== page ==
While everyone has their own idea about Work-Life Balance might look like, one thing is for certain – we all have a limited amount of time and energy to accomplish the important responsibilities and goals in our lives.
Balance involves giving appropriate amounts of focus, energy and time to the important aspects of our life and often this needs to be flexible in order to deal with life’s natural challenges.
Sometimes we need to work a bit harder, and sometimes rest a bit harder. But balance is not all about how much time we spend at work or home, it’s about the quality of activities we engage in and their overall return to us in terms of energy, satisfaction and wellbeing.
- ‘A state where you have a sense of control and satisfaction over how you work and live, in order to have enough time and good energy to achieve the goals and activities that are important to you, while at the same time sustaining your health, relationships and beliefs (whether it happens unintentionally, or you have to ‘work at’ balance with effort, negotiation, support and applied strategies)’.
- A good work-life balance means you have harmony between the different aspects of your life. The benefits gained from each area are able to support and strengthen the others. Many people are learning to blend their work and personal lives successfully (work-life integration). (Health Direct GOV).
- Living a meaningful life that acknowledge the whole person and meets crucial human needs.
• Health and wellbeing
• Reduces Stress and prevents Burnout
• Enables perspective, meaning, connection
• Social support
• Fun and enjoyment
• Learning and development
• Self-esteem – confidence
• Employee wellbeing
• Increased sense of control and better perspective
• Increased productivity, creativity, capacity
• Tolerance and interpersonal effectiveness
• Morale, satisfaction and motivation
• Retention of talent
• Reduces turnover and recruitment costs
Signs of Imbalance
• Loss of energy, motivation, flexibility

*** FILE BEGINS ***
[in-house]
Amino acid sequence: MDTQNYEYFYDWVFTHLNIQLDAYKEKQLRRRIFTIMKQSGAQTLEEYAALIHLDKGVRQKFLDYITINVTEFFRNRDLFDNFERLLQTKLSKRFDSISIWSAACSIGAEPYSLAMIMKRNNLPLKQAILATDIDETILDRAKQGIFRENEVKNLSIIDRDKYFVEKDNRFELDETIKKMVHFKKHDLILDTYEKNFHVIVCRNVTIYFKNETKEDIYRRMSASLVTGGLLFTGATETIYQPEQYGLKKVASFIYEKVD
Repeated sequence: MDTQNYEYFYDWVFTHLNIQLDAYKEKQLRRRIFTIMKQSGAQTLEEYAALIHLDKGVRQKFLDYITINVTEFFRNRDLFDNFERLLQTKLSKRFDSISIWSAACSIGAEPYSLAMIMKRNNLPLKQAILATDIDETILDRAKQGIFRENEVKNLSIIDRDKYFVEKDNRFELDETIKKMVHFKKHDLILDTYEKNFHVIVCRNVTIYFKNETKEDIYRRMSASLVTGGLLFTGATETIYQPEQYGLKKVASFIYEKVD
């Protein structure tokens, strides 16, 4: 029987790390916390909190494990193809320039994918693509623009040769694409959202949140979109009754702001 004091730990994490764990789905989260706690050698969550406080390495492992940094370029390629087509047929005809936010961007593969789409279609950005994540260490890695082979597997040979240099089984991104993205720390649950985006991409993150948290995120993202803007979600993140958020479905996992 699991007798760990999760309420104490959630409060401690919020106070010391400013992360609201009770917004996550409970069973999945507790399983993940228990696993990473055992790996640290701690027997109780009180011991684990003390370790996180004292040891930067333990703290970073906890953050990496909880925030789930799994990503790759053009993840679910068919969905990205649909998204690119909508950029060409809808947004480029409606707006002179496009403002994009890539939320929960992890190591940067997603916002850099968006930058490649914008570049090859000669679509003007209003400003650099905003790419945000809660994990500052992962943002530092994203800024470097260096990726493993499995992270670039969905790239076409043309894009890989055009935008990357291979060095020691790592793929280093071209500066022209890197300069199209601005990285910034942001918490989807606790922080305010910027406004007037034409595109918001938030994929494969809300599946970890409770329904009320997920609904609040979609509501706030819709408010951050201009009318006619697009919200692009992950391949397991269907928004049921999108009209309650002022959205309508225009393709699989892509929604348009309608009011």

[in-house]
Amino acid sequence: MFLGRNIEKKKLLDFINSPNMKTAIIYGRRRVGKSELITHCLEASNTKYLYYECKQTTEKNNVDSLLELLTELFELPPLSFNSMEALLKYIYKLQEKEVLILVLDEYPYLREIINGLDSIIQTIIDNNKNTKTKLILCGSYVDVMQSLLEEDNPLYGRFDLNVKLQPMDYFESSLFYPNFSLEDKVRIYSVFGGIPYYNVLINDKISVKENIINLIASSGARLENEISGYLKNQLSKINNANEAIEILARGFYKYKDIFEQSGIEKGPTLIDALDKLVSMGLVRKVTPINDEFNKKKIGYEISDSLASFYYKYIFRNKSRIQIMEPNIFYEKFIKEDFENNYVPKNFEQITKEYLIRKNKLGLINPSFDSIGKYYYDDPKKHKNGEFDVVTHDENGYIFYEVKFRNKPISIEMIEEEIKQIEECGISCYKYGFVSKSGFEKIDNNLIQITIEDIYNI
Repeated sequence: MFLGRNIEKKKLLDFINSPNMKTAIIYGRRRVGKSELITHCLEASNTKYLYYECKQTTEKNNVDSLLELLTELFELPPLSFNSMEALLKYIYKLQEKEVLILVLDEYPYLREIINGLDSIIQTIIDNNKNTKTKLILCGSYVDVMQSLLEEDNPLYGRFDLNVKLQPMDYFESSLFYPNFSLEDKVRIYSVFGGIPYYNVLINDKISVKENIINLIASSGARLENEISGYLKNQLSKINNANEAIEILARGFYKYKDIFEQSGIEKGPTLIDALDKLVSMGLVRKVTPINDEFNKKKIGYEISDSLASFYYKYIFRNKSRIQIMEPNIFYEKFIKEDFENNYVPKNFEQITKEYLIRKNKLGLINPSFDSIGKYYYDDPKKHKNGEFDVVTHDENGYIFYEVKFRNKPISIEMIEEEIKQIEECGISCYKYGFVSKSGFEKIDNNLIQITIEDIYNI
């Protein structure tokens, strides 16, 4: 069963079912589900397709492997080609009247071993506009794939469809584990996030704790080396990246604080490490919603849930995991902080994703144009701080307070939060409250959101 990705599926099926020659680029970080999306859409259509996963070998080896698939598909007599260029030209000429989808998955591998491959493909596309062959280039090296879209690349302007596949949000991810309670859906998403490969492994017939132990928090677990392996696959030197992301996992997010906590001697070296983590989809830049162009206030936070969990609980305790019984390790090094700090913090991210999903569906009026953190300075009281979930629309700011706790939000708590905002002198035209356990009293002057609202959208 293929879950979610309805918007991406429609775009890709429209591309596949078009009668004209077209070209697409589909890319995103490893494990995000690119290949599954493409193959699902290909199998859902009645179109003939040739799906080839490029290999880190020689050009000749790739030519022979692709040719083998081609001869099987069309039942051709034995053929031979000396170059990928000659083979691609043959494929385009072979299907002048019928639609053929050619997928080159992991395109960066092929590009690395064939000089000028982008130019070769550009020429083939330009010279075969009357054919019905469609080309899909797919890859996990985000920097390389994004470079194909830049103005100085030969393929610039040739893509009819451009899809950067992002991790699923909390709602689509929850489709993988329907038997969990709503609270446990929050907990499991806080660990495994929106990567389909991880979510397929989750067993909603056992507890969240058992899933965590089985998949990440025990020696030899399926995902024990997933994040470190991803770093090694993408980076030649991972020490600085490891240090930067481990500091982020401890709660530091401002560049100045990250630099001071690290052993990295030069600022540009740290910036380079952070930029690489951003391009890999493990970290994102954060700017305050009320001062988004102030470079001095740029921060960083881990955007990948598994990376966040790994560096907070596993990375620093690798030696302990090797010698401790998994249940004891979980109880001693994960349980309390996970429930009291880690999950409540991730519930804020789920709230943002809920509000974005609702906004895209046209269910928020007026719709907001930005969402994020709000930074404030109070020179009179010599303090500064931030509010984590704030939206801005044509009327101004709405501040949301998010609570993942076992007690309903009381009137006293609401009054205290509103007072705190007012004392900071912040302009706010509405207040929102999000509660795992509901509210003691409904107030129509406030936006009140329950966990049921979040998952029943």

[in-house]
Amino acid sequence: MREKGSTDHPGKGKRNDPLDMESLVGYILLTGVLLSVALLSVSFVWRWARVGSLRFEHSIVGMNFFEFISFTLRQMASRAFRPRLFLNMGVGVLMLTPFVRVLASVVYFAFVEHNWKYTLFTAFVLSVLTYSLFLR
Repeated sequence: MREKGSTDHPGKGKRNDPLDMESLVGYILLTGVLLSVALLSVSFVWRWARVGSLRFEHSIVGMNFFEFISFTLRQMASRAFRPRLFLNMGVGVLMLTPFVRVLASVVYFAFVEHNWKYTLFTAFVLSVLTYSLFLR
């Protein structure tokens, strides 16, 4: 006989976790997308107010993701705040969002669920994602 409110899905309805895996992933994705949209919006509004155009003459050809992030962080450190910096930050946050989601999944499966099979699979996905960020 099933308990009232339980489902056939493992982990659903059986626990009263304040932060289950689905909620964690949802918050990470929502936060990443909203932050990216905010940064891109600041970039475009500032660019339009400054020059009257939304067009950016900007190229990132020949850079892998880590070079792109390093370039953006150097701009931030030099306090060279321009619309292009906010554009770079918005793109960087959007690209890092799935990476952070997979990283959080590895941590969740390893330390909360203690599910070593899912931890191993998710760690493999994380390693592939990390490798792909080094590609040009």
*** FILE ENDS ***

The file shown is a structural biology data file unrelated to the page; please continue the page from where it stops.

• Stress, frustration, worry
• Loss of empathy and patience
• Pessimistic outlook or negative attitude
• Not getting enough, sleep, exercise or rest
• Change in performance
• Difficulty managing work, people and life
• Withdrawal or getting overly involved
Critical Activities for Work Life Balance
- Work time (work has many benefits)
- Home responsibilities (managing households)
- Social time (connecting, belonging)
- Exercise/Physical activity time
- Recreation time (hobbies, relaxation, fun)
- Personal time (learning, spirituality, identity)
Barriers to Balance
• Unaware of imbalance or our needs
• Forgetting the high priority of YOU!
• Motivation and energy
• Time and unexpected events
• Competing priorities
• Negative or unhelpful thinking
• Too busy or too many responsibilities
• Too tired or ‘stressed’
• It won’t work
• No one else is doing it, the boss isn’t!
• I tried once but it didn’t work
• My job will be at risk; they’ll think I’m lazy
Balance requires Self-Management
• Self-awareness (what’s needed)
• Goal setting (what needs to be different)
• Time management (managing the load)
• Assertiveness, asking for help and saying ‘no’
• Problem solving (removing the obstacles)
• Stress management (managing pressure)
• Checking on options for flexible work
• Identify priority activities you need in your life
• Re-evaluate your (realistic) expectations
• Create a buffer zone (we often do too much)
• Prioritise energy enhancing activities
• Small shifts in time boundaries or the type of activities you do can return bigger gains
• Practice new habits and boundaries
• Create a transition between work and home
• Disciplined start and stop times and boundaries
• Switching off (self, notifications and devices)
• Rituals to move between work to home mode
• Add one or two energy enhancing activities in
• Say ‘no’ or take some things out of your week
• Clarify role expectations with the workplace
• Develop a culture of balance and role-model it
• Revise your goals in line with your actual time
RESEARCH: Many people are ‘time poor’, constantly rushing to juggle different commitments. Australians work hard — with more than 1 in 10 employees working more than 50 hours per week, which is considered ‘very long hours’ by the OECD. 35% of Australian men and 42% of Australian women state that they were always or often rushed or pressed for time (ABS 2017). On average, Australians have 16 days of unused leave.
More detailed tips for work life balance can be found in our resources page.